2.6. Data analyses
Analysis of covariance (ANCOVA) was used to identify species-specific differences in rachis structural properties across the range of each morphological measure. If the interaction term (species × morphological measure) was non-significant indicating similar slopes, they were removed from the ANCOVA model and the test was rerun assuming parallel slopes (testing for differences in the intercepts only). A Tukey's post hoc test was used to determine any individual differences in the intercepts where slopes were common. One-way ANOVA was used to identify differences in safety factors between species, and t-tests were used to determine differences between measured and estimated safety factors within species. Regressions and ANOVAs were carried out in R v. 3.1.2 , t-tests were carried out in SPSS v. 22 (IBM, Somers, NY, USA) and ANCOVAs were conducted in Matlab R2013a using the native ANCOVA tool (The MathWorks, Inc., Natick, MA, USA). Safety factors are presented with ±s.e.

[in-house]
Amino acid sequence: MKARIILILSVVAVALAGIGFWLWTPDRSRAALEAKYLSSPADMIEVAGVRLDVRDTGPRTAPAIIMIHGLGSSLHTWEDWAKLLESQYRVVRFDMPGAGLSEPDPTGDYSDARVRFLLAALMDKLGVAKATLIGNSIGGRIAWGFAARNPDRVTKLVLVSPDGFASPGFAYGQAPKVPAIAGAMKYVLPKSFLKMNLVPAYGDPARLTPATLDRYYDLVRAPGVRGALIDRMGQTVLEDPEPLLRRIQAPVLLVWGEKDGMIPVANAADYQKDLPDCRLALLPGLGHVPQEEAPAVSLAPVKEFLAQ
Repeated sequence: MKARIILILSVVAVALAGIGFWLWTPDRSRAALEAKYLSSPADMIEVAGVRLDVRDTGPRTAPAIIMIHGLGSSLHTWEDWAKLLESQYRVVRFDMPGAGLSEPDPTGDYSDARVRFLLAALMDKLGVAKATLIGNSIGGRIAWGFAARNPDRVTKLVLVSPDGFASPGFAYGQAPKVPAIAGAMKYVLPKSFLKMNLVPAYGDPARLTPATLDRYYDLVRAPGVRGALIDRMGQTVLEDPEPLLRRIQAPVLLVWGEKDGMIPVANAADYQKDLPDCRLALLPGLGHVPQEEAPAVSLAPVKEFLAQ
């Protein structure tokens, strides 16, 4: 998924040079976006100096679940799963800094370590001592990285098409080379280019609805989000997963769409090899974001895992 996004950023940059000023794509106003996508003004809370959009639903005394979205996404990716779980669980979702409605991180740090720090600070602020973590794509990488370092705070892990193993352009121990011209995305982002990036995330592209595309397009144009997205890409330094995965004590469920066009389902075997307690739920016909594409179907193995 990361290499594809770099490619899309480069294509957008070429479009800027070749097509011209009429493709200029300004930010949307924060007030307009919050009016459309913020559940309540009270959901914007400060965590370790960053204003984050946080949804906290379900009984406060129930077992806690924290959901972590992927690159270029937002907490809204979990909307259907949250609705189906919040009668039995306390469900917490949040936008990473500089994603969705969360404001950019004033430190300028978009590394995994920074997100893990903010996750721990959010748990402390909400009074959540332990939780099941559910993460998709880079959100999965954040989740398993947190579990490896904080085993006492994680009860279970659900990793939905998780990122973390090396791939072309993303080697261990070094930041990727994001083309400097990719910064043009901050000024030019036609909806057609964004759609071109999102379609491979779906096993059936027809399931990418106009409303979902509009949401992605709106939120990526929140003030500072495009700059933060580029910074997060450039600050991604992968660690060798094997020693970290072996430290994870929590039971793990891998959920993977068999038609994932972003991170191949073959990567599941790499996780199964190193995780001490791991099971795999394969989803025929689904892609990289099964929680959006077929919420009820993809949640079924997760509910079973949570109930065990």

There was a negative relationship between Ebend and Ør (figure 2a and table 1; p < 0.001), lprim (figure 2b and table 1; p < 0.01) and Imax (figure 2c and table 1; p < 0.001). The incremental change in Ebend differed between species when plotted against Ør (figure 2a and table 1; p < 0.001), lprim (figure 2b and table 1; p < 0.001) and Imax (figure 2c and table 1; p < 0.001).
There was a positive relationship between Mmax and Ør (figure 3a and table 1; p < 0.001), fprim (figure 3b and table 1; p < 0.001) and Imax (figure 3c and table 1; p < 0.001). The incremental change in Mmax differed between species when plotted against Ør (figure 3a, p < 0.01), lprim (figure 3b and table 1; p < 0.001) and Imax (figure 3c and table 1; p < 0.05).
3.3. Safety factors
SFmeasured was significantly different between species (figure 4: One-way ANOVA; F3,102 = 24.64 p < 0.001). A Tukey's HSD post hoc test revealed no measurable differences between estimates for crows (mean = 1216 ± 40%), gulls (mean = 1275 ± 108%) or mallards (mean = 965 ± 70%). Pigeon estimates were significantly higher than those of the other species tested (mean = 2043 ± 90%). Within each species, SFreg and SFmeasured were significantly different with the exception of the mallard (t-test, p = 0.22).